|Year of offer||2019|
|Subject level||Graduate coursework|
|Fees||Subject EFTSL, Level, Discipline & Census Date|
Mathematical modelling is important for understanding and engineering many facets of complex systems. The aim of this subject is for students to understand the range and use of mathematical theories and notations in the analysis of discrete systems, how to abstract the key aspects of a problem into a model to handle complexity, and how models can be employed to verify large-scale complex software systems.
Topics covered will be selected from: Deterministic and stochastic modelling; dynamical systems; cellular automata; agent-based modelling; complex networks; simulation and analysis of complex systems; concurrent systems modelling, analysis and implementation; process algebra; temporal logic and model checking.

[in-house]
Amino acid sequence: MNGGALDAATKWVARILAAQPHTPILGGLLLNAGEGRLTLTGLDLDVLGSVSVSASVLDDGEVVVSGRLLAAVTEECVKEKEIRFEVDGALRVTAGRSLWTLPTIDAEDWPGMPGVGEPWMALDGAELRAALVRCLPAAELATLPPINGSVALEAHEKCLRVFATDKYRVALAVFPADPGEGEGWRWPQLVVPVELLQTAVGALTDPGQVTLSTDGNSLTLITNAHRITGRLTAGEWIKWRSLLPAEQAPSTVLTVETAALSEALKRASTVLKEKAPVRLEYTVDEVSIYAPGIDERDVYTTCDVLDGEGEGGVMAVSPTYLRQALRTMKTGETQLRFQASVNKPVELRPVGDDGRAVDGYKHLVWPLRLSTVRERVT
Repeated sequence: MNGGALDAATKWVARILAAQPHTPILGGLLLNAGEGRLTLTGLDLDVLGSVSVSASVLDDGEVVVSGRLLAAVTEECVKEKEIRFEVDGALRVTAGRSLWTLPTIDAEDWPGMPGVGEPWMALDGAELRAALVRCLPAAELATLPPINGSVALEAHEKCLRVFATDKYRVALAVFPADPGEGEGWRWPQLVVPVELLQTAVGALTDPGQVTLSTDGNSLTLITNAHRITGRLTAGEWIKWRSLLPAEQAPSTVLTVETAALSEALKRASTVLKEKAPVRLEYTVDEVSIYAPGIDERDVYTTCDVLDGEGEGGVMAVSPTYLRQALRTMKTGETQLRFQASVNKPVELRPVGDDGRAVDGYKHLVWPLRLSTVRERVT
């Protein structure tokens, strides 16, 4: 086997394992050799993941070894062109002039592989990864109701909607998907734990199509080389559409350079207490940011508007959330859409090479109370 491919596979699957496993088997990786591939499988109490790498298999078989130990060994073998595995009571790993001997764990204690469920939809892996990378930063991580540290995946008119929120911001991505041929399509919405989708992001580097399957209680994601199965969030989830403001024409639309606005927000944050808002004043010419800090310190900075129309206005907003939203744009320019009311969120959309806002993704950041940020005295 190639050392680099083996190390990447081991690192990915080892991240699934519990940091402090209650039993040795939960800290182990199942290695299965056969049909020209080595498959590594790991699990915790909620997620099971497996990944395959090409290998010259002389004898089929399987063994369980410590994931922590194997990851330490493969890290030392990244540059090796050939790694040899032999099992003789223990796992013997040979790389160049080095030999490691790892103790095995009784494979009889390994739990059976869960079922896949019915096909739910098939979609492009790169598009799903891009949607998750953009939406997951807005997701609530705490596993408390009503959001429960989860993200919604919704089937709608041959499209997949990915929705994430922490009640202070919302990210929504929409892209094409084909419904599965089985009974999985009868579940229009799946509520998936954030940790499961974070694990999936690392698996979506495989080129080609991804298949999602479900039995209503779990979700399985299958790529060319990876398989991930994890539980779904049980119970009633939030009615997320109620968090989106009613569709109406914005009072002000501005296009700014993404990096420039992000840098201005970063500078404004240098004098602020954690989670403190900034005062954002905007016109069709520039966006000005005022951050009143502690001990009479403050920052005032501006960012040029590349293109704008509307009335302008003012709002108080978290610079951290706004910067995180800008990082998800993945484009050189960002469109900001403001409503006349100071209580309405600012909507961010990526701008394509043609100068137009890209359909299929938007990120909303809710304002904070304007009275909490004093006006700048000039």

Intended learning outcomes
INTENDED LEARNING OUTCOMES (ILO)
On completion of this subject the student is expected to:
- Identify and abstract the key features of a range of complex system
- Understand the theoretical basis underpinning the analysis of complex systems
- Analyse models of discrete and concurrent systems using a range of modern techniques
- Evaluate and select, amongst different modelling techniques, the most appropriate for analysing specific systems
- Create mathematical/computational models to analyse and verify the behaviour of complex systems.
On completion of this subject, students should have the following skills.
• Ability to undertake problem identification, formulation and solution
• Ability to utilise a systems approach to analysing software properties
• Capacity for independent critical analysis of models, and self-directed research for mathematical modelling approaches
• Intellectual curiosity and creativity, including understanding of the philosophical and methodological ideas behind research in software systems analysis
• Openness to new ideas and unconventional critiques of received wisdom